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November 10, 2020

Should we want Congress to try to limit the President's pardon power?

The question in the title of this post is prompted by this notable new New York Times op-ed By Jack Goldsmith.  The full title of this piece highlight its main points: "Trump Loves to Use the Pardon Power. Is He Next? There is little to be done right now about the president’s self-serving ways, but Congress can limit future abuses." Here are excerpts:

President Trump has abused the pardon power like none of his predecessors. But we likely ain’t seen nothing yet. Now that he has lost the election, Mr. Trump will likely pardon himself, friends, family members and Trump business entities and employees for any crime they might have committed before or during his presidency.

Mr. Trump’s pardons to date, and those likely to come during a transition, reveal the problems with the supposed “absoluteness” of the pardon power — and should prompt legal reform to clarify limits on its abuse.

The pardon power that the Constitution confers on the president has just two stated limitations: A president cannot pardon for impeachment, and a presidential pardon can excuse or mitigate punishment only for federal offenses. There is little that can be done at this point to stave off a potential wave of pardons in the lame duck period, but the federal crime limitation means that Mr. Trump cannot stop state criminal investigations, including one in progress by the Manhattan district attorney into possible bank and insurance fraud by Mr. Trump and his companies.

But for federal crimes, the president can — with the stroke of a pen — erase a criminal conviction or criminal exposure for basically whomever he wants and for almost any reason. Unsurprisingly, Mr. Trump’s pardons and commutations have largely served his personal interests.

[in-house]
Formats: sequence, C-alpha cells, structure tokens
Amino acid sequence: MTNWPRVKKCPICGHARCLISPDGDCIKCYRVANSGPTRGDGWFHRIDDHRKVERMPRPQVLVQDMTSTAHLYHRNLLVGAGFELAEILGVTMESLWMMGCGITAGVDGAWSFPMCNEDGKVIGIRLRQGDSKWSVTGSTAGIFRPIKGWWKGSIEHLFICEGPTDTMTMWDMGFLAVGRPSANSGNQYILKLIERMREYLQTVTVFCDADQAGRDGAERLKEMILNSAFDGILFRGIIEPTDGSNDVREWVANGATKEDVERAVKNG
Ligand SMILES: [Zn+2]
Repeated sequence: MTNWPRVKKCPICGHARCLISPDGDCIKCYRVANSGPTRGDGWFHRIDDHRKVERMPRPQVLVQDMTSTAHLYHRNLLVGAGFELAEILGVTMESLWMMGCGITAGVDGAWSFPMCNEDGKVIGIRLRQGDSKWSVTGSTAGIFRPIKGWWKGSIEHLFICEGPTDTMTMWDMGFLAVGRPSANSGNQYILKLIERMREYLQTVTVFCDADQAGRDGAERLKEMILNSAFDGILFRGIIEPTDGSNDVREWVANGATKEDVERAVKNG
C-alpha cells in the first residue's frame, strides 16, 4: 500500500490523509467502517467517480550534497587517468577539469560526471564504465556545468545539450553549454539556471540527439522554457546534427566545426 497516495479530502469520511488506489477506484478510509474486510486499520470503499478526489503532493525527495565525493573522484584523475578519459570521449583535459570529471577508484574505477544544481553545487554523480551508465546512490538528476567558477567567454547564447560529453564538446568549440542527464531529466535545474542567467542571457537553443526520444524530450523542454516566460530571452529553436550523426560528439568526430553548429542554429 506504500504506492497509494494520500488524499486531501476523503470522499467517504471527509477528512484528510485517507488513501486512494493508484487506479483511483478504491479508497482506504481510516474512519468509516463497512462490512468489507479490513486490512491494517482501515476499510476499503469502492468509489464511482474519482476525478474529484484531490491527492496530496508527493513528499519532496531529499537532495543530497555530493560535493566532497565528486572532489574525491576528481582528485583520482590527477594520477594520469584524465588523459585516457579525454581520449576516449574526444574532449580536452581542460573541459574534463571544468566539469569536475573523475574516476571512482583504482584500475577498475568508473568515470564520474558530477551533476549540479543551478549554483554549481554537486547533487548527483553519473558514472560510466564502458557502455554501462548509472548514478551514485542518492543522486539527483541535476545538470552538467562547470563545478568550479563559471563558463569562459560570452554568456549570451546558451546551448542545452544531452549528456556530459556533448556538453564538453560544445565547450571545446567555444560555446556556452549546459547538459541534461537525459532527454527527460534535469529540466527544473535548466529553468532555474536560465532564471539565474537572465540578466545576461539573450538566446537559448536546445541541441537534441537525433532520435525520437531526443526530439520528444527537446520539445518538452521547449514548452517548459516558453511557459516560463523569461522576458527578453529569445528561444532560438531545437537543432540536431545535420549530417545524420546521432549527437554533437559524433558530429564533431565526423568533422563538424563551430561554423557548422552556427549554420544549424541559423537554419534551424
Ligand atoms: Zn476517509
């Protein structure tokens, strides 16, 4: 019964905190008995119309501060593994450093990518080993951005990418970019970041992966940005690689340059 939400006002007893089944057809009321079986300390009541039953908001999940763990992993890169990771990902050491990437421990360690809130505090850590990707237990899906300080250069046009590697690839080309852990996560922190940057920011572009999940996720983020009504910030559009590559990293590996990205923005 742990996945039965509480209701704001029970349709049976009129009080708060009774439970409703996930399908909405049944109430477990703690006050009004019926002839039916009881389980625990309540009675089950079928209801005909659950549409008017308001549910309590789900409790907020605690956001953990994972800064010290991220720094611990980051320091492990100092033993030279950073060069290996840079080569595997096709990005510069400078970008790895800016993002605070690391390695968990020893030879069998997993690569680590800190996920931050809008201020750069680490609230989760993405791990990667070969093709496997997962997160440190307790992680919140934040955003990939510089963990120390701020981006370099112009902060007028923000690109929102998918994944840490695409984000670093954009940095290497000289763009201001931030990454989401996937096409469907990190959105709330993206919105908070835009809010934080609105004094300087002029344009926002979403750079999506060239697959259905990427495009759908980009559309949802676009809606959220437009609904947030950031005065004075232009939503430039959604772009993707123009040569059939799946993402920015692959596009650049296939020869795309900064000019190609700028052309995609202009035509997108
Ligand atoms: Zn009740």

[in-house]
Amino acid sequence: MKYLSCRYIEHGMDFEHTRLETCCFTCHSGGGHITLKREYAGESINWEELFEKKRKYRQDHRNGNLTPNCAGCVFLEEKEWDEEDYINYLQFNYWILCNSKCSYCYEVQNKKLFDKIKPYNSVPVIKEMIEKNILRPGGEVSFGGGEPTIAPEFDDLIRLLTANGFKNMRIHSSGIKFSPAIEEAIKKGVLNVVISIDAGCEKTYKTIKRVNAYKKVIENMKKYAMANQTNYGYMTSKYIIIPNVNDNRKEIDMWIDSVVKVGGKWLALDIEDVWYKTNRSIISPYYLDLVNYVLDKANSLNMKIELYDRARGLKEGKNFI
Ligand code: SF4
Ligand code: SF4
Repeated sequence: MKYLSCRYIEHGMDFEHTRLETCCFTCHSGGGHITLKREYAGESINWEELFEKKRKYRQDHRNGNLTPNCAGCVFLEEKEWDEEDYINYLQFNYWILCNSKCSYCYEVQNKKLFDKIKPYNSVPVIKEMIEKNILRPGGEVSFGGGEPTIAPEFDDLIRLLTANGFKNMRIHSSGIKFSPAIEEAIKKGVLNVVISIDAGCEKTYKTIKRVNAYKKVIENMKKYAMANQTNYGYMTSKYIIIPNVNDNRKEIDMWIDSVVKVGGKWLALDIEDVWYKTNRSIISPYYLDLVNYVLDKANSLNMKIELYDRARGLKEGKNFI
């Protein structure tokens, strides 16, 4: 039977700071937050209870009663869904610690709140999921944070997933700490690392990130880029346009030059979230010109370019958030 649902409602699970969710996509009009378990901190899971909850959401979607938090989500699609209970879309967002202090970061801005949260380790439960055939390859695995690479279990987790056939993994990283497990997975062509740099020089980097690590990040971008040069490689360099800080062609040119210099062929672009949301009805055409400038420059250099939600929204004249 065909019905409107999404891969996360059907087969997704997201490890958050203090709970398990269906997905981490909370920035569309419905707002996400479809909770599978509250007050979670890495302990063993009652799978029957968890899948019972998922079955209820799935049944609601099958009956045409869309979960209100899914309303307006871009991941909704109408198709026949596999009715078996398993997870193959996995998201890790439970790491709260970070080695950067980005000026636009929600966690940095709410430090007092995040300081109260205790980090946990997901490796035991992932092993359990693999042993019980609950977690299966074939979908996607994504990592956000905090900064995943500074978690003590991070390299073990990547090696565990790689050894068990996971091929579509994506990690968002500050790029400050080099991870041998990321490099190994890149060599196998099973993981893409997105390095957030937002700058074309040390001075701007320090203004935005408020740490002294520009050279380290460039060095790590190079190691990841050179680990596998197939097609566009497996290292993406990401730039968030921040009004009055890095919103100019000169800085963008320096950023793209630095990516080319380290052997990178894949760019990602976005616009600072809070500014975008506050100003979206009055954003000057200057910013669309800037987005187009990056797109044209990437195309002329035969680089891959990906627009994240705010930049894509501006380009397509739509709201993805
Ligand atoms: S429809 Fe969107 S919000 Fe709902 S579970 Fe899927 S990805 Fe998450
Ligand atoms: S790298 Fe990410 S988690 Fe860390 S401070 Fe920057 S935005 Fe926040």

Notorious examples include the pardon for Joe Arpaio, the former Arizona sheriff who was convicted of defying a federal court order against profiling Hispanics; the pardons for the president’s political supporters Conrad Black and Pat Nolan; and the sentence commutation for Mr. Trump’s friend Roger Stone, who was convicted of obstruction of justice and related crimes and who many believe refused to implicate Mr. Trump in the hope of presidential relief from punishment.

Such self-serving pardons are not without precedent. Bill Clinton pardoned his half brother, a friend who refused to cooperate with the independent counsel investigating the president and two notorious fugitives from justice who were suspected of obtaining favorable consideration through an aggressive lobbying campaign and the support of politically influential allies. George H.W. Bush pardoned the former defense secretary Caspar Weinberger and several national security officials who had been convicted or indicted on a charge of perjury and obstruction of justice in connection with the Iran-contra scandal, in which Mr. Bush himself was suspected of criminal involvement....

Mr. Trump has proclaimed “the absolute right to pardon myself.” While neither the Constitution nor judicial precedents overtly speak to the issue, the Justice Department declared in 1974 a self-pardon would “seem” to be disallowed “under the fundamental rule that no one may be a judge in his own case.” Scholars are torn on the matter. The issue, which would arise if after Mr. Trump leaves office the new administration indicts him for a crime for which he pardoned himself, can be settled only by the Supreme Court.

There is little that can be done at this point to stave off a probable wave of opportunistic pardons.  But in light of what we already know about his pardon practices, Congress should enact two reforms to prevent future abuses.

First, it should check the most extreme abuses of the pardon power by expressly making it a crime for a president to issue a pardon as part of a bribe or as an inducement to obstruct justice.  Current law does not explicitly cover the president and should be reformed to leave no doubt. Second, Congress should declare that presidential self-pardons are invalid. Such a declaration would not resolve the constitutional question, but it could inform the answer when a court addresses it.